The Regency Wardrobe Collection - research & making - Wrapped in birds and butterflies

The fichu

A standard accessory during the Regency, for any modest woman who felt she would otherwise have too much cleavage on show was a fichu, also called a “tucker” for you tucked it into the bodice of your gown.

Fichus from the 3rd quarter of the 18th century and 1789

The Met Museum

"Fichu - softly draped collar" - The Regency by Marion Sichel

"A fichu is a large, square kerchief worn by women to fill in the low neckline of a bodice. It originated in the United Kingdom in the 18th century and remained popular there and in France through the 19th with many variations as well as in the United States. The fichu was generally of linen fabric and was folded diagonally into a triangle and tied, pinned, or tucked into the bodice in front." - Wikipedia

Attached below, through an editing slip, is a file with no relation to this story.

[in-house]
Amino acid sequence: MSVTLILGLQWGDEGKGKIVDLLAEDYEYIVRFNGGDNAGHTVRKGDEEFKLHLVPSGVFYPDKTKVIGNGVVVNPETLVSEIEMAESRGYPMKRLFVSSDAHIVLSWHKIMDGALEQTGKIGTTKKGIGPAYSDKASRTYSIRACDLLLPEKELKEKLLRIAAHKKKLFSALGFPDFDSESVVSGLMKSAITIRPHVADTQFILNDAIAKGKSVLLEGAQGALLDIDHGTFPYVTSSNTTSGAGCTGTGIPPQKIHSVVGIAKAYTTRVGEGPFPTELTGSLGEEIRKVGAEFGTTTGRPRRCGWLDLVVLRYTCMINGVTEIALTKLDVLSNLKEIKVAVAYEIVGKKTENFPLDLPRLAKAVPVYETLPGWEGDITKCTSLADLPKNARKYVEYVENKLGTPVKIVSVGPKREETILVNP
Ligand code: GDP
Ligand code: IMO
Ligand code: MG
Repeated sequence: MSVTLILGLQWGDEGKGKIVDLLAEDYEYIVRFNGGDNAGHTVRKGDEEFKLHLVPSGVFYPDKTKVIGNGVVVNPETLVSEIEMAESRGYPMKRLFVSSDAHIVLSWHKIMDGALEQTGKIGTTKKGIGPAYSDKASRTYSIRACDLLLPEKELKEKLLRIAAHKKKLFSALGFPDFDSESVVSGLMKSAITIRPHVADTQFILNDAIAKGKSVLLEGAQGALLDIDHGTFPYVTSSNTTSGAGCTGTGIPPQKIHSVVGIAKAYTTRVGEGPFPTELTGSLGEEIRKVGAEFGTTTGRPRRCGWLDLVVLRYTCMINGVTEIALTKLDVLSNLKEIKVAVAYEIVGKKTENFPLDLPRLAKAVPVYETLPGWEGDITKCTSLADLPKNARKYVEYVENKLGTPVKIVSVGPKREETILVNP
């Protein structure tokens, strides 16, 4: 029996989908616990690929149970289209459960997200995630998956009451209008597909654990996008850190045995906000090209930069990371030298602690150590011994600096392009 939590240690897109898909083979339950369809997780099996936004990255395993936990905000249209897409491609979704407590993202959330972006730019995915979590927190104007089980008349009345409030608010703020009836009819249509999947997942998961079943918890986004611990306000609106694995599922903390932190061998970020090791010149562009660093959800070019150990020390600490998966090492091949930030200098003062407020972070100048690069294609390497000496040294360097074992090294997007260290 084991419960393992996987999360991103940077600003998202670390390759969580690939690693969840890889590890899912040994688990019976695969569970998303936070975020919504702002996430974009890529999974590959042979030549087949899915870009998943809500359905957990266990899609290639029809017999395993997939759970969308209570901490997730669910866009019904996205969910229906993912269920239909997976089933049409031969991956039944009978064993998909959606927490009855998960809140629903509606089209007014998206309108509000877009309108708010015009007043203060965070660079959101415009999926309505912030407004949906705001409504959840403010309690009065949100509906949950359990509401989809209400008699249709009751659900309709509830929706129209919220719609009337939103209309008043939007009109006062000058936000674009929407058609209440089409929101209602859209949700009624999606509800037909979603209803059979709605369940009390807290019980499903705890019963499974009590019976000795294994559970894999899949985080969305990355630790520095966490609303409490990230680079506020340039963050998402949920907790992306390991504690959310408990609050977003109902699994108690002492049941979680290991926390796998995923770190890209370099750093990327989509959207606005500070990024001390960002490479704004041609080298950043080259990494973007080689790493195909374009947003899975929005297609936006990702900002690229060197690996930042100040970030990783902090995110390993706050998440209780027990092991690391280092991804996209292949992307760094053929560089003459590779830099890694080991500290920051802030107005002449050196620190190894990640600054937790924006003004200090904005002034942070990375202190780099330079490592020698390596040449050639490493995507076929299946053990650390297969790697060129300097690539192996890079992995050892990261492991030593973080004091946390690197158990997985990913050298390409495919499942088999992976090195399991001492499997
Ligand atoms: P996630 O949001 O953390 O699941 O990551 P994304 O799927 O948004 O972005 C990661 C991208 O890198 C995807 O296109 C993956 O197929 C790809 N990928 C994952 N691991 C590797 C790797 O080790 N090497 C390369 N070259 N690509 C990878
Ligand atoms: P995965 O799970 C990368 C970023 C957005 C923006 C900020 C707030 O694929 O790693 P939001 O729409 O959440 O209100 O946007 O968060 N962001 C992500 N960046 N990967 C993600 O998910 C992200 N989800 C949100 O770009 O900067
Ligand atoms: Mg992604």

"Fichu was, broadly speaking, the French term for a neckerchief or scarf. The term appears in French from at least as early as the mid-18th century, and was adopted for English use as a more elegant alternative to neckerchief in the early 19th century."

For more about the differences between Handkerchiefs, Neckerchiefs, Buffons (in French the Fichu Menteur) and Fichus see:

18th-19th Century - The Met Museum

Triangular Fichu early 19th Century

1805-1810 - The V&A

Bee Detail

"This antique blonde lace tambour embroidered fichu...dates from 1830. It is hand stitched, made of a sheer fine off white blonde net lace, with tambour embroidery work chain stitching done in a floral spray vine leaf pattern design. It features long lappet front ends which could be crossed at the front, tied in the back and would have been worn for modesty" -